During the first few minutes of Highway, Dolce Namak leaned over to me and whispered, “nobody does an opening sequence like Imtiaz Ali,” and I couldn’t agree more. If the title hadn’t tipped you off already, the opening sequence makes clear that in Highway Imtiaz Ali continues his fascination with journeys, both literal and emotional. Expectations were high going into Highway, since Imtiaz Ali’s previous film Rockstar is one I love quite fiercely. However I was not disappointed by Highway. In fact I loved it so much I’m having trouble expressing myself, but I have tried my best. It’s tempting to compare Highway to Rockstar, since both films have elements in common, but they are in fact very different films. While Rockstar had a very epic feel about it, Highway, in contrast, feels very intimate.
Alia Bhatt is Veera, the daughter of a rich industrialist, who in the midst of her wedding preparations finds herself in the wrong place at the wrong time and is taken hostage by a gang of thugs which includes Randeep Hooda’s Mahabir. At first their treatment of her is quite brutal, and hard to watch. But slowly and delicately the dynamic between Veera and Mahabir begins to change. The delicate way the changing dynamic is handled is brilliant. This is not a movie about a girl who falls in love with her kidnapper, Stockholm-syndrome style; this a movie about two damaged people who form a connection and help each other overcome their respective traumas. The movie is equally delicate and brilliant when handling the connection between Veera and Mahabir, keeping it ambiguous. Alia Bhatt and Randeep Hooda have great chemistry, but there are no declarations of love, and while they embrace, they never kiss.
Highway makes deft use of symbolism, and never more so than in the route Veera and Mahabir take over the course of the film. They start in the gritty outskirts of Delhi, then travel through the Rajasthani desert, before crossing the green fields of Punjab and finally entering the snowy mountains of Himachal Pradesh and the Edenic green valleys of Kashmir. Unfortunately, like any true Eden they must be expelled from it. A gunshot rings out (I didn’t notice it at the time but Baradwaj Rangan points out that this gunshot mirrors the one that marked Veera and Mahabir’s initial meeting) and Veera finds herself back at home in Delhi, a house filmed in such a way that it becomes a literal gilded cage. What follows is a wrenching climactic scene. (Baradwaj Rangan dismisses this scene as unnecessary. Aseem Chhabra is dismissive of this entire aspect of the plot, and doesn’t mention the climactic scene at all in his review. To which I can only say that these men need to check their privilege. That scene is so important, not just for the character of Veera, but also I think for audience members who have gone through a similar experience). In another example of symbolism in the film, when we first meet Veera she speaks in “Hinglish,” but during this scene at the end of the film she speaks entirely in Hindi, making the use of English by her family and friends seem conspicuous and jarring.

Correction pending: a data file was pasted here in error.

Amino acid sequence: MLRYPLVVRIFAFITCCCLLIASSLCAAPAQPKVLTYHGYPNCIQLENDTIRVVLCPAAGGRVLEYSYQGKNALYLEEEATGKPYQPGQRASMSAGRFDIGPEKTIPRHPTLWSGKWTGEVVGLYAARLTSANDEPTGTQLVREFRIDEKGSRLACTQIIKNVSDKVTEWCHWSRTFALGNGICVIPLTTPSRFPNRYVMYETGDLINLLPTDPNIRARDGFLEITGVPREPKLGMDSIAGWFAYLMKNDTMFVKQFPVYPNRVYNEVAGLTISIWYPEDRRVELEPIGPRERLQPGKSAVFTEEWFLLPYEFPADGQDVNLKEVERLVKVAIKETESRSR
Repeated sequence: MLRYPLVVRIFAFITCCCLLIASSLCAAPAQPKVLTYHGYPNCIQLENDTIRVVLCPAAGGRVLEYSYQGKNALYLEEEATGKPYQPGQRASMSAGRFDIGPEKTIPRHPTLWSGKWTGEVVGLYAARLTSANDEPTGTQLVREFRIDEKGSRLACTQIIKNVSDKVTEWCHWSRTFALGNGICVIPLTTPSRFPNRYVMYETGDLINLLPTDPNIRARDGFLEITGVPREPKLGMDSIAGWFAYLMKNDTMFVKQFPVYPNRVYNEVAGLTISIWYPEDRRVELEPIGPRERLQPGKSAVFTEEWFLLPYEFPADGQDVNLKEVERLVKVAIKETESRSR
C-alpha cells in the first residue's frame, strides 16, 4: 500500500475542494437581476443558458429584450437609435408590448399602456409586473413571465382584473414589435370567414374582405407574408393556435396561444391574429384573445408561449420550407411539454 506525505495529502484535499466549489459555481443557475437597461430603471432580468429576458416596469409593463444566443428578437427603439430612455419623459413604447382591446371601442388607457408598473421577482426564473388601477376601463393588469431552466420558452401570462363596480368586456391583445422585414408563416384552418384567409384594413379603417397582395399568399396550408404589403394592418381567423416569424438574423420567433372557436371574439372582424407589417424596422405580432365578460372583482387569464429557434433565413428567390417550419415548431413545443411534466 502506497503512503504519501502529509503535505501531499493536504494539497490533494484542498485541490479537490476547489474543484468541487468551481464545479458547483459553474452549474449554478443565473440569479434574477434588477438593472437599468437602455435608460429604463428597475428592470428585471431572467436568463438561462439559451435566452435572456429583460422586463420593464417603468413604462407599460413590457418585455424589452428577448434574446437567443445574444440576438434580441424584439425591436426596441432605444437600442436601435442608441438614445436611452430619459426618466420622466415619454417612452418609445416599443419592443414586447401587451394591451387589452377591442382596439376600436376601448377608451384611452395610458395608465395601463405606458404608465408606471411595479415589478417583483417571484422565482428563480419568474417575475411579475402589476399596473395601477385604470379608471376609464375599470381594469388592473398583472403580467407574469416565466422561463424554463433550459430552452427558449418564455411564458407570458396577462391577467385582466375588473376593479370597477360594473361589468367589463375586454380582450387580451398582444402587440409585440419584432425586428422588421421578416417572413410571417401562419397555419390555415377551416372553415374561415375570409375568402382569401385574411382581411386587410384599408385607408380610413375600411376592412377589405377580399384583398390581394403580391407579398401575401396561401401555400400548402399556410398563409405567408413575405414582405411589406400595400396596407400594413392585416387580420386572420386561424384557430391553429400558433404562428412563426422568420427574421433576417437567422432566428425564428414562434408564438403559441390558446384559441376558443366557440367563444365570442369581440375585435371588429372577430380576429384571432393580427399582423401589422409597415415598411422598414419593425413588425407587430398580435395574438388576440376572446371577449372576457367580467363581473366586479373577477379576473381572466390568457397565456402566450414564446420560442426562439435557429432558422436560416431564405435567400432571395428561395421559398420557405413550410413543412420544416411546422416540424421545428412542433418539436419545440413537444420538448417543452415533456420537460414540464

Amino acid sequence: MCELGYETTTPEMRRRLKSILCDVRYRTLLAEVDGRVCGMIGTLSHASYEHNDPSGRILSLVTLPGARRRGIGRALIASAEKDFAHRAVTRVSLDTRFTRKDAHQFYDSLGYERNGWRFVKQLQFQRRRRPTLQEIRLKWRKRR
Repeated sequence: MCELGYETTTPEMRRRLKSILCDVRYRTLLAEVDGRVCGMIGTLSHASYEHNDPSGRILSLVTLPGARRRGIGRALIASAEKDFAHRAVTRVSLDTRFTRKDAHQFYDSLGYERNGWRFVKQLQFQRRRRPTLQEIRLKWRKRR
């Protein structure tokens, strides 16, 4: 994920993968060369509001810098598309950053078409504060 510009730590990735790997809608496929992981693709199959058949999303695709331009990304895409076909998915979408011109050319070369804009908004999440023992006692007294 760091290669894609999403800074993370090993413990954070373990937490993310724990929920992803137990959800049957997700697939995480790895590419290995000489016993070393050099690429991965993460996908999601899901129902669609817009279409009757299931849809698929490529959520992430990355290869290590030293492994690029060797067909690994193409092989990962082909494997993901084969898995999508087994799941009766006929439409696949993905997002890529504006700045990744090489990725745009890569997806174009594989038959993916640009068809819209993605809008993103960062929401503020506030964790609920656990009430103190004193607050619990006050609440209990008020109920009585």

Alia Bhatt gives an astonishing performance. It’s not perfect, but it’s so raw and unmannered. I really think only someone relatively new to Bollywood could have pulled it off the way she does. Randeep Hooda is excellent as well, but he is necessarily overshadowed by Alia, whose Veera is more outgoing, while his Mahabir is more taciturn. And they are both supported by an excellent group of character actors. It’s hard to believe they started shooting the film without a script. Now, whether the dialogues were improvised by the actors or whether Imtiaz Ali wrote them on location hasn’t been made clear, but regardless it wasn’t something that felt obvious while watching. A.R. Rahman’s soundtrack for Highway was not an instant favourite like his soundtrack for Rockstar, but it worked beautifully in the context of the film (yes, even Wanna Mash Up?). And I especially appreciated the sparing use of background score, which helps create the sense of intimacy in the film.
Finally, Baradwaj Rangan criticizes Imtiaz Ali’s “tendency to close his films with kitschy greeting-card visuals.” But I must admit that I am exactly the type of sentimental person on whom these visuals are effective. When that Rumi quote appeared on screen at the end of Rockstar I started to cry unexpected tears. And the final moments of Highway had tears streaming down my face as well. But while the end of Highway made me sad, it was also satisfying: realistic, but still providing closure, and most importantly – hopeful.
“They, looking back, all the eastern side beheld
Of Paradise, so late their happy seat,
Waved over by that flaming brand, the gate
With dreadful faces thronged and fiery arms:
Some natural tears they dropped, but wiped them soon;
The world was all before them, where to choose
Their place of rest, and Providence their guide;
They, hand in hand, with wandering steps and slow,
Through Eden took their solitary way.”
― John Milton, Paradise Lost